13 December 2008
At the movies: The Day The Earth Stood Still 'O8
A new take on Robert Wise's 1951 Sci-Fi classic about extraterrestrial intervention in Earth's burgeoning nuclear arms race, The Day The Earth Stood Still has been reimagined for contemporary audiences and issues, with Keanu Reeves taking over for Michael Rennie as alien spokesbeing Klaatu and Jennifer Connelly in the Jennifer Connelly role of empathetic female presence.
Tackling a beloved classic is always a risky step; video store walls and Netflix queues are filled with the wreckage of contemporary remakes of Hollywood evergreens, most of which serve no real purpose other than cashing in on a well-known name or concept or piece of iconography. Director Scott Derrickson (The Exorcism of Emily Rose) has some mighty big shoes to fill, as Wise's career covered everything from space opera (Star Trek: The Motion Picture) and ghost stories (The Haunting) to musical stalwarts like The Sound of Music and West Side Story. Granted, today's audiences expect different things from their mopvies than people did in 1951, but it's hard to retain any sincere optimism when one finds out that Fox (a studio who has a rather spotty record with genre material over the last few years- X-Men 3, Babylon A.D., Alien vs Predator 1 and 2, I'm talking to you, specifically) is involved.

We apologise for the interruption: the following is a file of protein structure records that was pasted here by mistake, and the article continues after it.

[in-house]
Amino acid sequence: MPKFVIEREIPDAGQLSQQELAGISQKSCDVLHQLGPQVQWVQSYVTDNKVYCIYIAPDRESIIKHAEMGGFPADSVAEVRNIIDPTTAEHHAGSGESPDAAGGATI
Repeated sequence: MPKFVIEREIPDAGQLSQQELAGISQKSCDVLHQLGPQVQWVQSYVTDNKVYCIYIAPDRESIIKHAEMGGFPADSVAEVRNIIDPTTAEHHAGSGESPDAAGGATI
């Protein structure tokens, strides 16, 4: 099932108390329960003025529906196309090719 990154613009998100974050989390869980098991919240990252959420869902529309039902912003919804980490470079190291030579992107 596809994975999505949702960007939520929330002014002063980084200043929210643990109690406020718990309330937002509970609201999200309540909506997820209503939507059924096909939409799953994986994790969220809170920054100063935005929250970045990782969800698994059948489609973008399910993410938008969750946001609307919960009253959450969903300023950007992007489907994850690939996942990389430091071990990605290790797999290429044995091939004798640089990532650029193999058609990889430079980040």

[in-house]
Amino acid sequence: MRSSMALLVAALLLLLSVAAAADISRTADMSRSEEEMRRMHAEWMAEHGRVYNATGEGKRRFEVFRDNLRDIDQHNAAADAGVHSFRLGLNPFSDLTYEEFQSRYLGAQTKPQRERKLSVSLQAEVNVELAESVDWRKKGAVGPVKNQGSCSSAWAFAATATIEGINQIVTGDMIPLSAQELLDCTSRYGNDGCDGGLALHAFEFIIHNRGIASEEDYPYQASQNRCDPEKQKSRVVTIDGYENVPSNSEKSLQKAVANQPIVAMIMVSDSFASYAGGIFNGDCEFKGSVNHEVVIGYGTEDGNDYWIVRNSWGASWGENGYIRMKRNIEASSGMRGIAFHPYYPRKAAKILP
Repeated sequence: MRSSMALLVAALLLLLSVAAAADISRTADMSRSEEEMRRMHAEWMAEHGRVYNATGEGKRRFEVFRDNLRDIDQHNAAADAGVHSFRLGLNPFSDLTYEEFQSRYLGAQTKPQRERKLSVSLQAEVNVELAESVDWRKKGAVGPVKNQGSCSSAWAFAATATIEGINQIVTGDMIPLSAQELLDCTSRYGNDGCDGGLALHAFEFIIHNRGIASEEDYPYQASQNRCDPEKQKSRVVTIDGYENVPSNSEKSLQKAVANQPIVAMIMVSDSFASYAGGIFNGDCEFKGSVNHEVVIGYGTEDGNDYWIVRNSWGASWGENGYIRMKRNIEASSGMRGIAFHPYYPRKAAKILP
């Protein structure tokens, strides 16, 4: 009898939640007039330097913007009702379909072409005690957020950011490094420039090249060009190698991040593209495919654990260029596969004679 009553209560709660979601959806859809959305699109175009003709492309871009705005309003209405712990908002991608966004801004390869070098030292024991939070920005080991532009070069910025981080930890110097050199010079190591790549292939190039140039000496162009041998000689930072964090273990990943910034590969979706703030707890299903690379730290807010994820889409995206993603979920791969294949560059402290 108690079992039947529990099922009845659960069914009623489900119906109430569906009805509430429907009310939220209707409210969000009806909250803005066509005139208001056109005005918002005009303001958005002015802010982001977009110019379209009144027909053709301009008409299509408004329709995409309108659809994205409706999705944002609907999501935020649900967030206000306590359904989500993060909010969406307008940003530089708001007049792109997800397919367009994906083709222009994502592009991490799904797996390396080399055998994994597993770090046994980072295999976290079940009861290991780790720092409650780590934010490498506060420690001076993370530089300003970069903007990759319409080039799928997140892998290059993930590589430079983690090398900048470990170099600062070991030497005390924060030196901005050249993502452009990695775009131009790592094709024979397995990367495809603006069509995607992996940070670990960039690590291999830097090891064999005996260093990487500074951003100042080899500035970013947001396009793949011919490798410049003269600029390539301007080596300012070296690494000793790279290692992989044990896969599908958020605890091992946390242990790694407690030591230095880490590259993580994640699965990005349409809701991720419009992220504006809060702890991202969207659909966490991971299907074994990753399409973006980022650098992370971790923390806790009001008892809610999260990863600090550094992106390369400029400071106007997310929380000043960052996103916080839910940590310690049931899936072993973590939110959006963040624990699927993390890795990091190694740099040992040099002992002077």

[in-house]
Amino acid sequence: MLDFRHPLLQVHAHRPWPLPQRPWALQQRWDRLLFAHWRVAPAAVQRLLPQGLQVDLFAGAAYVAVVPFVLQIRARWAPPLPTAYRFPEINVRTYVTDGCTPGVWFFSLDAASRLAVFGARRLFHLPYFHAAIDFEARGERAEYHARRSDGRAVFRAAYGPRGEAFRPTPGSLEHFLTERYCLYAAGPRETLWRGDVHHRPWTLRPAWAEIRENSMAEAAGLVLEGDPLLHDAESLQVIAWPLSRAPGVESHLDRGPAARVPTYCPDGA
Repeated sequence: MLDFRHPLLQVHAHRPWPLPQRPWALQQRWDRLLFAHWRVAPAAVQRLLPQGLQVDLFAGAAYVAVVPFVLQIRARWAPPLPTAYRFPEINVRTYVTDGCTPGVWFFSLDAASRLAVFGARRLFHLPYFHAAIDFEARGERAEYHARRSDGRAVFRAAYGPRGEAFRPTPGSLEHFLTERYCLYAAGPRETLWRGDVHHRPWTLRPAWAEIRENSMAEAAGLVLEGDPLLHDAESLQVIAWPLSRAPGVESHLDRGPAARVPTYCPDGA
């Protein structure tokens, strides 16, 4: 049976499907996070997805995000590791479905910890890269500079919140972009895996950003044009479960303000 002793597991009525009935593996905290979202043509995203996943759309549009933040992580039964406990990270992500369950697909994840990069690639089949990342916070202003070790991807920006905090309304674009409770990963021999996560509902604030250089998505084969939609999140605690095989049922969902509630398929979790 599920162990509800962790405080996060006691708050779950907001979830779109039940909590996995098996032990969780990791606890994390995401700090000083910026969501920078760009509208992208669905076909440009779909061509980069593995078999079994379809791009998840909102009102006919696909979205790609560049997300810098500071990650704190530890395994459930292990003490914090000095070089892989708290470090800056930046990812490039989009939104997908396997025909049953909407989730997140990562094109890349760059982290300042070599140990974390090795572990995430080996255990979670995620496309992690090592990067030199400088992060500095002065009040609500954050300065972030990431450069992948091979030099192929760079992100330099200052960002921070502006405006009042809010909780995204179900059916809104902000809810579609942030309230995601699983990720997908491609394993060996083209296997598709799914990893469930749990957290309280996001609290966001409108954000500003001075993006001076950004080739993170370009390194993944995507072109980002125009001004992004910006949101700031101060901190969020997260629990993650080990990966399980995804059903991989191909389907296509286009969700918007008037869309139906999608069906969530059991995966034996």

But the big surprise is that The Day The Earth Stood Still isn't a big mess. It's got some very effective moments, a great central conceit (Keanu Reeves as alien spokesthing is inherently great), some decent effects, and a complete refutation of the Independence Day school of alien encounters. The most interesting thing that this new version brings to the table is in casting Will Smith's son as the pivotal human who must learn to evolve beyond xenophobic jingoism and become a truly civilized being.
I'm hoping that Derrickson has made a film that will change some minds and shake up some sensibilities, as the 1951 original did. It's certainly a step up from Emily Rose, and it's better as a remake than it has any right to be. Not essential viewing, by any stretch of the imagination, but it's trying...